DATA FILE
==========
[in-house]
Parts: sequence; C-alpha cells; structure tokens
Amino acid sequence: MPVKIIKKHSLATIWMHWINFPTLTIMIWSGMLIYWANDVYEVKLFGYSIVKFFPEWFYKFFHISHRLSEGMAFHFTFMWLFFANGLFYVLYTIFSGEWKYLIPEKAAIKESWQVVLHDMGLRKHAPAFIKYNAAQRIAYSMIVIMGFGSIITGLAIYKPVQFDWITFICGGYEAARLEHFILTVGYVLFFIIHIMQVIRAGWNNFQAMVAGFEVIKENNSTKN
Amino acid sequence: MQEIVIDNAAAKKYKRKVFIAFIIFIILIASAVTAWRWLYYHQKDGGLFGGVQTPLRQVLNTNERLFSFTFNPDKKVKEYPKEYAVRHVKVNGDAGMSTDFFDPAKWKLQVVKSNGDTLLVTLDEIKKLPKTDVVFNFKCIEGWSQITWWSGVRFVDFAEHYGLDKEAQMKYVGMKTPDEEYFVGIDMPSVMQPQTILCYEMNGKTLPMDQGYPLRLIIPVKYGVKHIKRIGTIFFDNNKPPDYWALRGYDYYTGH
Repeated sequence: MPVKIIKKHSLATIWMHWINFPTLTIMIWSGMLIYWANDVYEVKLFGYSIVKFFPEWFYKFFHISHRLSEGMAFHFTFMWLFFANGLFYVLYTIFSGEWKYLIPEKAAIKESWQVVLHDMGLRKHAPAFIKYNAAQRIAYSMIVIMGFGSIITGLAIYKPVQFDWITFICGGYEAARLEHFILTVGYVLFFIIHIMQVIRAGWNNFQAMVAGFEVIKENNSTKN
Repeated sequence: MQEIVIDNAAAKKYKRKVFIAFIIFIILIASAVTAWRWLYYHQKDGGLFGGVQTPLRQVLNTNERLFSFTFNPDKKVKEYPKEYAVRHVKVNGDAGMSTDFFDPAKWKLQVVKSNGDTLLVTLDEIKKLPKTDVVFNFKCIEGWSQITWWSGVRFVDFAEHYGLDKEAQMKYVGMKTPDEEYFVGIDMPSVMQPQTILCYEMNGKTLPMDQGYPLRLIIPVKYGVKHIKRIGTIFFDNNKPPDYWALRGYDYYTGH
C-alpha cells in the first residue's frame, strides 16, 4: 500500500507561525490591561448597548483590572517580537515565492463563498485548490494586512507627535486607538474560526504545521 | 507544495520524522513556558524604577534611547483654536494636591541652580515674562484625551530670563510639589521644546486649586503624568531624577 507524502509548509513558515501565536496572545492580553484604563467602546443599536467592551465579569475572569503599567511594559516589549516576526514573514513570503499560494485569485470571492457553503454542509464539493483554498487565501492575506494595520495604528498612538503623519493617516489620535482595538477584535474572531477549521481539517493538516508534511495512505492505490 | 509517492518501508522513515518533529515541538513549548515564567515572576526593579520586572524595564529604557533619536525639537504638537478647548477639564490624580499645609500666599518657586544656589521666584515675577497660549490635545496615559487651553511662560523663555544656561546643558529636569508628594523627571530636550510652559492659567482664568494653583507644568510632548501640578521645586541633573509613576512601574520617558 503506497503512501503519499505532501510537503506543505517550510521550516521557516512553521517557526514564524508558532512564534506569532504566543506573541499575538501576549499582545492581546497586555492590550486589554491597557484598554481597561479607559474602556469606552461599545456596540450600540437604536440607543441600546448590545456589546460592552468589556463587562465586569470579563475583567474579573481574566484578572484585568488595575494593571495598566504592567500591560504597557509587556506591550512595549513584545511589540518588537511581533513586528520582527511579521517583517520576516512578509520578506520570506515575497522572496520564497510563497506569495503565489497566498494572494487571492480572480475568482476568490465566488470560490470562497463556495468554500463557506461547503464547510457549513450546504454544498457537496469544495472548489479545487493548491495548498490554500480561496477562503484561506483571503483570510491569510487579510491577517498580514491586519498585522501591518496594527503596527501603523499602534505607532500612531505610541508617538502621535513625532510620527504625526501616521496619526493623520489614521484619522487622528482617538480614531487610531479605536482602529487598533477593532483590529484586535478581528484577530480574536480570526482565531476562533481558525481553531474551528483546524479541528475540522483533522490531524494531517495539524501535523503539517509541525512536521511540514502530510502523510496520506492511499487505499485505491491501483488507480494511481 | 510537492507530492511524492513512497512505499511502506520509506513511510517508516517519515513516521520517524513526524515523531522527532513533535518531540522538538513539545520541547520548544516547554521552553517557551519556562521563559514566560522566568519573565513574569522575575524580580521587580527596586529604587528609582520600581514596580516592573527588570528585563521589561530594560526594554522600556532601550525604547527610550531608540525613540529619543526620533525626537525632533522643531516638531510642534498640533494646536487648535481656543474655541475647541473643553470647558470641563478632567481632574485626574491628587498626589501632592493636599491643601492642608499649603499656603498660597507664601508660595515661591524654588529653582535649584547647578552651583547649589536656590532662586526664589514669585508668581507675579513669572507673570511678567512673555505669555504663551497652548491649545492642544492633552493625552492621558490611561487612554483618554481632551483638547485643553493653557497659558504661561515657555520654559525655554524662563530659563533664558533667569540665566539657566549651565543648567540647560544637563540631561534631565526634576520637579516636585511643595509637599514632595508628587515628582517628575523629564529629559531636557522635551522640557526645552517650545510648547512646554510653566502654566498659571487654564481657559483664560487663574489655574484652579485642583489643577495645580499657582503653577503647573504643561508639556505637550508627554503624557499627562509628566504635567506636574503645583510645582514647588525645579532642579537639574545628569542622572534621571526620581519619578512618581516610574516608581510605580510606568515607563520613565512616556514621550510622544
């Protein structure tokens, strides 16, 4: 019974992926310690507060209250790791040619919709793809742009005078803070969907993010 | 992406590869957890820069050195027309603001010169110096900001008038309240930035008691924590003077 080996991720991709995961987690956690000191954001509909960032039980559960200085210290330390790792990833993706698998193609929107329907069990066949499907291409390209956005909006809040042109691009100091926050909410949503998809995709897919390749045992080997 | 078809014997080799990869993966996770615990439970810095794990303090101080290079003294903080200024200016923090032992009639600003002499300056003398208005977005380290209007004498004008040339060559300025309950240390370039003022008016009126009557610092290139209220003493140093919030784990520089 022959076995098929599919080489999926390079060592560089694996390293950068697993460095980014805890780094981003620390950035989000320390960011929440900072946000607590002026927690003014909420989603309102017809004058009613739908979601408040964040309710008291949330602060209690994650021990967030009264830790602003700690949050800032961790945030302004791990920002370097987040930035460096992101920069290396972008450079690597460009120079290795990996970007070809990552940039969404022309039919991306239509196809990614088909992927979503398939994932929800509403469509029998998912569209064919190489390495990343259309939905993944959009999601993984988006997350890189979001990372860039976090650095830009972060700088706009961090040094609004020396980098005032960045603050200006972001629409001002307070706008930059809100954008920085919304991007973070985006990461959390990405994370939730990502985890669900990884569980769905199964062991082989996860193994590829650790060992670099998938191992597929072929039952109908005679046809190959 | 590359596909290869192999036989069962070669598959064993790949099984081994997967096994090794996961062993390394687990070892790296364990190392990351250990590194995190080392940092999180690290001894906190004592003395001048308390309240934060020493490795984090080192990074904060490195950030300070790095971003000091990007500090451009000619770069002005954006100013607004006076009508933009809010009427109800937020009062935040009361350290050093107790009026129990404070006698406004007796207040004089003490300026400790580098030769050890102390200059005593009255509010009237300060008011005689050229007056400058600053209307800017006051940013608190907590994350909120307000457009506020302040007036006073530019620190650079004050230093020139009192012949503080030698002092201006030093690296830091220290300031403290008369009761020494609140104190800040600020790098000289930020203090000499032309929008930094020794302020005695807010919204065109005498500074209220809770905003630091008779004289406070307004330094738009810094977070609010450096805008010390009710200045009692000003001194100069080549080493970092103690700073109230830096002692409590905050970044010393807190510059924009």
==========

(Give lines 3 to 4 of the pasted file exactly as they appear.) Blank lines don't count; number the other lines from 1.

Amino acid sequence: MPVKIIKKHSLATIWMHWINFPTLTIMIWSGMLIYWANDVYEVKLFGYSIVKFFPEWFYKFFHISHRLSEGMAFHFTFMWLFFANGLFYVLYTIFSGEWKYLIPEKAAIKESWQVVLHDMGLRKHAPAFIKYNAAQRIAYSMIVIMGFGSIITGLAIYKPVQFDWITFICGGYEAARLEHFILTVGYVLFFIIHIMQVIRAGWNNFQAMVAGFEVIKENNSTKN
Amino acid sequence: MQEIVIDNAAAKKYKRKVFIAFIIFIILIASAVTAWRWLYYHQKDGGLFGGVQTPLRQVLNTNERLFSFTFNPDKKVKEYPKEYAVRHVKVNGDAGMSTDFFDPAKWKLQVVKSNGDTLLVTLDEIKKLPKTDVVFNFKCIEGWSQITWWSGVRFVDFAEHYGLDKEAQMKYVGMKTPDEEYFVGIDMPSVMQPQTILCYEMNGKTLPMDQGYPLRLIIPVKYGVKHIKRIGTIFFDNNKPPDYWALRGYDYYTGH